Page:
Countries are encouraged to identify drivers of deforestation and forest degradation in the development of national strategies and action plans for REDD+. In this letter we provide an assessment of proximate drivers of deforestation and forest degradation by synthesizing empirical data reported by countries as part of their REDD+ readiness activities, CIFOR country profiles, UNFCCC national communications and scientific literature. Based on deforestation rate and remaining forest cover 100 (sub)tropical non-Annex I countries were grouped into four forest transition phases. Driver data of 46 countries were summarized for each phase and by continent, and were used as a proxy to estimate drivers for the countries with missing data. The deforestation drivers are similar in Africa and Asia, while degradation drivers are more similar in Latin America and Asia. Commercial agriculture is the most important driver of deforestation, followed by subsistence agriculture. Timber extraction and logging drives most of the degradation, followed by fuelwood collection and charcoal production, uncontrolled fire and livestock grazing. The results reflect the most up to date and comprehensive overview of current national-level data availability on drivers, which is expected to improve over time within the frame of the UNFCCC REDD+ process.
ABSTRACT. Benefit-sharing mechanisms are a central design aspect of REDD+ because they help to create the necessary incentives to reduce carbon emissions. However, if stakeholders do not perceive the benefit sharing as fair, the legitimacy of REDD+, and support for the mechanism, will be weakened. In this paper, drawing on data from CIFOR's Global Comparative Study on REDD+, we analyze national policy processes in 6 countries and incipient benefit-sharing arrangements in 21 REDD+ project sites. Through our analysis of current practices and debates, we identify six rationales that have been put forward to justify how benefits should be distributed and to whom. These rationales encompass a range of perspectives. Some hold that benefit sharing should be related to actual carbon emission reductions or to costs incurred in achieving the reduction of emissions; others emphasize the importance of a legal right to benefit, the need to consider aspects such as poverty reduction or the appropriateness of rewarding those with a history of protecting the forest. Each rationale has implications for the design of benefit-sharing mechanisms and the equity of their outcomes. We point out that, given the wide range of rationales and interests at play, the objectives of REDD+ and benefit sharing must be clearly established and the term "benefit" defined before effective benefit-sharing mechanisms can be designed. For stakeholders to support REDD+, the legitimacy of decision-making institutions, consideration of context, and attention to process are critical. Building legitimacy requires attention not only to fair distributional outcomes but also to consensus on relevant institutions' authority to make decisions and to procedural equity.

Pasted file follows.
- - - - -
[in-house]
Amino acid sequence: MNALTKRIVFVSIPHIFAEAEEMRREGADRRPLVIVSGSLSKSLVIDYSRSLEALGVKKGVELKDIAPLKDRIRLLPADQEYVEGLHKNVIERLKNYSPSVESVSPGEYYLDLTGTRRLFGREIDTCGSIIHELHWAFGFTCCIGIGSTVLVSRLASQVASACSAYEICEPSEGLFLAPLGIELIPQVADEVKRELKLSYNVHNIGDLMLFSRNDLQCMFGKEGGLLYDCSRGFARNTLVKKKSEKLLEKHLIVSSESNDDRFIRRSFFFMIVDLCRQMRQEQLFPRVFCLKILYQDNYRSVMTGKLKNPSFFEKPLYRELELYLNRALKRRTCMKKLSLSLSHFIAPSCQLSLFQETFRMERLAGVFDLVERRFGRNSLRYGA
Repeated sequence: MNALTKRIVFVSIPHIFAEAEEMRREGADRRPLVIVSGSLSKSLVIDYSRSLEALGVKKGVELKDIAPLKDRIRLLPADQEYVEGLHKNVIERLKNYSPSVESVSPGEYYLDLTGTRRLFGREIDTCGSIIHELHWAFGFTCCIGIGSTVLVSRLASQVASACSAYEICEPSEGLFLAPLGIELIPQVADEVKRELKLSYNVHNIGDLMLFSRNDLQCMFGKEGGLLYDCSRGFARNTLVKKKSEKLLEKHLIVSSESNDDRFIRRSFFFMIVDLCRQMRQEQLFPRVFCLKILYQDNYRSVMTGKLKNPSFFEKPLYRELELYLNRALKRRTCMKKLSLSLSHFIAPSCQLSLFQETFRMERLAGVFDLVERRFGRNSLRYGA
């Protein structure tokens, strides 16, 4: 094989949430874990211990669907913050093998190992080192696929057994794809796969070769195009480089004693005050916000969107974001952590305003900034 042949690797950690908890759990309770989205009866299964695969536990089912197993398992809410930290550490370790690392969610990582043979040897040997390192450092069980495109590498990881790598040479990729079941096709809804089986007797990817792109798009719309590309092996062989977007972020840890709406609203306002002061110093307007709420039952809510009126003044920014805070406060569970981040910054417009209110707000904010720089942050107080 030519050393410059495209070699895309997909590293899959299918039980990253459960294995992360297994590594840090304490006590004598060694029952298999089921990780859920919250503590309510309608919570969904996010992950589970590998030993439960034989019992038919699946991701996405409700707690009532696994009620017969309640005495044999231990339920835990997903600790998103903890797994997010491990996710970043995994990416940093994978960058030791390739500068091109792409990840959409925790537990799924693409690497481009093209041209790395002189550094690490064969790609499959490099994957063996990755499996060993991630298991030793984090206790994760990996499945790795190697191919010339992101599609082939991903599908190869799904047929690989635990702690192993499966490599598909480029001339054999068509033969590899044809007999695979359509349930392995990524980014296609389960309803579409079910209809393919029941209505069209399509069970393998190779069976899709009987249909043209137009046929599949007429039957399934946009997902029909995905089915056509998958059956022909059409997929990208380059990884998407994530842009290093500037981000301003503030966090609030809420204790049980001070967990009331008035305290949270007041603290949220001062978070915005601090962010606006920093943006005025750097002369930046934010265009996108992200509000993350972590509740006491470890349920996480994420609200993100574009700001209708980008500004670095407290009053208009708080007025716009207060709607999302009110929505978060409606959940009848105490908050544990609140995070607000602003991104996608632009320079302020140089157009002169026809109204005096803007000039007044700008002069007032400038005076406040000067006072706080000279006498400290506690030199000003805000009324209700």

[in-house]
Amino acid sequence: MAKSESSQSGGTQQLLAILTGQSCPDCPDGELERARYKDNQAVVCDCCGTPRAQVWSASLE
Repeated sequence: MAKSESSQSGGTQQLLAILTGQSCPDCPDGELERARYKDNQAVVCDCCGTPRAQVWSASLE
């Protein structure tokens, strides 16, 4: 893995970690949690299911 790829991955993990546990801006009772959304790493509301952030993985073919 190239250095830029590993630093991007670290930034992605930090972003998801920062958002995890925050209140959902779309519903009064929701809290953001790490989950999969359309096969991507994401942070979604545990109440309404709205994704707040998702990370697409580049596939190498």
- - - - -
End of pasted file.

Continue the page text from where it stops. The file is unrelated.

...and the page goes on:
Climate change and related adaptation strategies have gender-differentiated impacts. This paper reviews how gender is framed in 41 papers on climate change adaptation through an intersectionality lens. The main findings show that while intersectional analysis has demonstrated many advantages for a comprehensive study of gender, it has not yet entered the field of climate change and gender. In climate change studies, gender is mostly handled in a men-versus-women dichotomy and little or no attention has been paid to power and social and political relations. These gaps which are echoed in other domains of development and gender research depict a ‘feminization of vulnerability’ and reinforce a ‘victimization’ discourse within climate change studies. We argue that a critical intersectional assessment would contribute to unveil agency and emancipatory pathways in the adaptation process by providing a better understanding of how the differential impacts of climate change shape, and are shaped by, the complex power dynamics of existing social and political relations.
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